Treatment

Surgery is the treatment of choice. Ideally, a patient should undergo elective excision of the entire pilonidal sinus system and primary closure of skin when there is no infection present in any of the sinuses. Minimal excision, and packing using a local anesthetic in the ED results in reoccurrence. Patients presenting with acute inflammation should have their abscess drained in the ED. Their wounds should be allowed to heal, and then, at least 6 weeks later, if there is no evidence of active infection, they should be referred for definitive surgical excision.

The technique for incising and draining a pilonidal abscess is as follows: Place the patient prone on the proctoscopic table with the buttocks retracted laterally. The patient should receive conscious sedation. Tuck an ABD pad between the lower gluteal cleft to prevent the prep solution from pooling at the anus or genitals. After having prepped the skin, infiltrate the area to be incised with an intradermal injection of anesthetic solution, using a fine-gauge needle. A suction apparatus should be available to aspirate the unusually foul-smelling pus that has accumulated within the abscess. Following drainage, gently break down any loculations that may be present and loosely pack the wound with iodoform gauze. A bulky dressing should then be applied and secured with tape. The patient should be given a prescription for a strong oral analgesic and advised to begin hot sitz baths the following day. Before the sitz bath, the patient should remove the outer dressing but should not attempt to remove the packing until after having soaked in hot water for a few minutes. Ideally, one should allow the warm water current to flush the packing out of the wound. The patient should be seen in 48 to 72 h for evaluation and further advice concerning wound management.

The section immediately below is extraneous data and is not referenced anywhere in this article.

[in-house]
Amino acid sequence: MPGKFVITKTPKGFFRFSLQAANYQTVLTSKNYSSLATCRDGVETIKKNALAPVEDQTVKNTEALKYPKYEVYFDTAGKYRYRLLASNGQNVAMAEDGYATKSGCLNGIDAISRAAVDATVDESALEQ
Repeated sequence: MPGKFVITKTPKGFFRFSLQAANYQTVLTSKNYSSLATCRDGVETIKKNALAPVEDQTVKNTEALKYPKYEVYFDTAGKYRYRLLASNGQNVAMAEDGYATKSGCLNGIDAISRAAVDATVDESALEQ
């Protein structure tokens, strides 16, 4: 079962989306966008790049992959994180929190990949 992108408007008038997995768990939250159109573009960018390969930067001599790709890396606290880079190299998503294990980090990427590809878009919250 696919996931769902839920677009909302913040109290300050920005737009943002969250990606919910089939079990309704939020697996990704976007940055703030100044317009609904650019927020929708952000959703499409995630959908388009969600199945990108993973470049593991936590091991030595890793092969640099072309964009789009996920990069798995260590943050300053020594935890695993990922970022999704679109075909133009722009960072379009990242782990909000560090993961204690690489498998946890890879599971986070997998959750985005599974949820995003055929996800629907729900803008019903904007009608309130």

Unless the patient is immunocompromised or there is cellulitis, there is no need to obtain cultures or prescribe antibiotics for an abscess that has been adequately drained.

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